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My mother (early 70s) only remembers that the story's main character was a judge (human, on Earth) who'd recently retired and apparently had a reputation for being a fair judge and honest person. During the story he's approached to learn intergalactic law and be a judge for intergalatic cases.

The only bit my mother remembers is that the story ended with him getting his notepad and pen out and opening the first volume in what I'm guessing is meant to be a codex of intergalactic law.

I'd love to find this story for her to read again and I'm attempting ALL the Google searches, but if anyone's heard of this, please let me know!

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This sounds rather like New Folks' Home, a short story by Clifford Simak that was first published in Analog in July 1963.

The central character is Frederick Gray, a recently retired law professor. According to the cover blurb of the Simak anthology New Folks' Home: And Other Stories:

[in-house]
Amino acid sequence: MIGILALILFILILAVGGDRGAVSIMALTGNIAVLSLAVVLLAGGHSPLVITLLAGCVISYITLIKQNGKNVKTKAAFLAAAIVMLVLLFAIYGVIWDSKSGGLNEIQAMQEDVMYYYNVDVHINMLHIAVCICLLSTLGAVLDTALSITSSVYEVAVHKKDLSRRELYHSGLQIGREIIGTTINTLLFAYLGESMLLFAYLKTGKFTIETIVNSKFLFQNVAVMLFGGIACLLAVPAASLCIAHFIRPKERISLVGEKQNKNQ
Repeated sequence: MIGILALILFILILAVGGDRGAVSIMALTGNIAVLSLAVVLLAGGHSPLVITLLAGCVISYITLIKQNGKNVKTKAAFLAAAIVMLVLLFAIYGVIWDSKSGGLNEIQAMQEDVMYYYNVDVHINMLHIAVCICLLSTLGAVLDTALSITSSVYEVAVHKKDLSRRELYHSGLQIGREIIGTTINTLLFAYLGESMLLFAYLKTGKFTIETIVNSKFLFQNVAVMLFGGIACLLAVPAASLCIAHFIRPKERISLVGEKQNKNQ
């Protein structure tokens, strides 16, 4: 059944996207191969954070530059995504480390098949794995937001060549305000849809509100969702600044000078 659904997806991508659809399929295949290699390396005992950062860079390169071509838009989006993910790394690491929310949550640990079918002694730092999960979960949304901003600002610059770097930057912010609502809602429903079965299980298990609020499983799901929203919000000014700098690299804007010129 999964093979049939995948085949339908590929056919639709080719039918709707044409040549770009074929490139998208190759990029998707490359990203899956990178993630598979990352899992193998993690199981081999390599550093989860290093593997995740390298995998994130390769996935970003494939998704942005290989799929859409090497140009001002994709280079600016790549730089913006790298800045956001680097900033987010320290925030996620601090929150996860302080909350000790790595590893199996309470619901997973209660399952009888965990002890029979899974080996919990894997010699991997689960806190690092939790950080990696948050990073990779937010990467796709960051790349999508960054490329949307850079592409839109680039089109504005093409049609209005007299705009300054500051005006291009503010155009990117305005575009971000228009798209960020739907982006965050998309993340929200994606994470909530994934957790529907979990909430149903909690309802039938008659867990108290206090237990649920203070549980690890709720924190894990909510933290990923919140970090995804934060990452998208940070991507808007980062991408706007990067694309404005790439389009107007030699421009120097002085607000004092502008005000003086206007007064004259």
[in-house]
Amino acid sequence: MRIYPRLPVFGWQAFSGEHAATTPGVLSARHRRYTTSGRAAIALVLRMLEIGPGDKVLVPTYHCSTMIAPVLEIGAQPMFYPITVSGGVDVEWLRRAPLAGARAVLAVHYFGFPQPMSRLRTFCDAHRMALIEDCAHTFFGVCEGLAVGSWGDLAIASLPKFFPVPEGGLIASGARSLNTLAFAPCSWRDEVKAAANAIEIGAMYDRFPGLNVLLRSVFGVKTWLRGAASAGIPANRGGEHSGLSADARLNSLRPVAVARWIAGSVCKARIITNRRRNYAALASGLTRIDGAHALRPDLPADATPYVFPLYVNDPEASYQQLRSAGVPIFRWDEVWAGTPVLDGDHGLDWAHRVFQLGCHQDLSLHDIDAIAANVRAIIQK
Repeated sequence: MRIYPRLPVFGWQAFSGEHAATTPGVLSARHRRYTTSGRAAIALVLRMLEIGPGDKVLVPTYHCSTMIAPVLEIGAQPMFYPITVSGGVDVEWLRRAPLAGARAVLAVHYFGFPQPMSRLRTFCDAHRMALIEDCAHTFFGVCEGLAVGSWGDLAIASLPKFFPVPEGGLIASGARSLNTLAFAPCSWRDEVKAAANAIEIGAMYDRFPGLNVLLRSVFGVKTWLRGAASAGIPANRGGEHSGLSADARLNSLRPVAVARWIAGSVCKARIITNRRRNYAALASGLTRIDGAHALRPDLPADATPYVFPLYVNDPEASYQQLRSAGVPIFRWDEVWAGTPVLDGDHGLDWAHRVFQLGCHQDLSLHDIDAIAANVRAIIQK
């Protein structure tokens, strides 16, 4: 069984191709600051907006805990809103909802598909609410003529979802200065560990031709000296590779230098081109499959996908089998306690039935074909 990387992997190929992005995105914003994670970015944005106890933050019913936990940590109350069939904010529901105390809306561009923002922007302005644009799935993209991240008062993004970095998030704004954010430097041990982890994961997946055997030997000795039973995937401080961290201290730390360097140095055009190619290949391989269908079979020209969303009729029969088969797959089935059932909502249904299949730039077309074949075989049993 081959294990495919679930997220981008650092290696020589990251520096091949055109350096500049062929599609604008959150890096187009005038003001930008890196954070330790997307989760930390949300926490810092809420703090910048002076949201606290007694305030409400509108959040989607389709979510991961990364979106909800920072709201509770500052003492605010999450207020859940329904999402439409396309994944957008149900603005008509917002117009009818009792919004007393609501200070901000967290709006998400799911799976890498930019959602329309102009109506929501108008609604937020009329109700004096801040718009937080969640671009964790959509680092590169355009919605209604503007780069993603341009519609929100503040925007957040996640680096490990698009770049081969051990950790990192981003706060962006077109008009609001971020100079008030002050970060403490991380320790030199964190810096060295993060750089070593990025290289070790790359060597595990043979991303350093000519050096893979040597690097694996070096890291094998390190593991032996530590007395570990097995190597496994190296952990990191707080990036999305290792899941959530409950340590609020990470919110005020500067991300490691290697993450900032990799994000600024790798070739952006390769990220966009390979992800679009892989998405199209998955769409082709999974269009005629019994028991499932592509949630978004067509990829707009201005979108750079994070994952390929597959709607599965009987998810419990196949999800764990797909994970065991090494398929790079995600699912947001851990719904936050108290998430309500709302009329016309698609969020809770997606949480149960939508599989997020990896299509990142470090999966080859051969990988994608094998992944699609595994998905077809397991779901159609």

Frederick Gray is closing in on seventy and has outlived his usefulness as a professor of law. He has no family; his best friend, fellow faculty member Ben Lovell, has recently died. Before Gray moves into a retirement home, he takes a final canoe trip to a favorite fishing spot he and Lovell had visited many times, only to find that someone has built a house on the remote riverside. When an accident leaves Gray stranded and in pain, he returns to the shelter seeking aid and instead finds a new reason for living.

The "new reason" for living is to "provide certain little services", that is, to act as a consultant on questions of interstellar law. The mysterious house that has appeared has been provided for his use by the extraterrestrials. The story concludes with the lines:

Picking up the file, he went into the study and laid it on the desk. He pulled out a drawer and took out pad and pencils and ranged them neatly, close at hand.

He sat down and entered upon the practice of interstellar law.

The story can be read in the Analog issue held by the Luminist archive.

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    The blurb might be slightly inaccurate. Ben Lovell is not actually dead yet in the Analog version of the story, but is in the hospital with no chance of recovery. Then again, it's possible that the author edited the story later for republication.
    – MJ713
    May 12, 2023 at 14:11
  • @MJ713 Yes you're right, the blurb is inaccurate. In the anthology version Ben is also slowly dying in hospital. May 12, 2023 at 14:16

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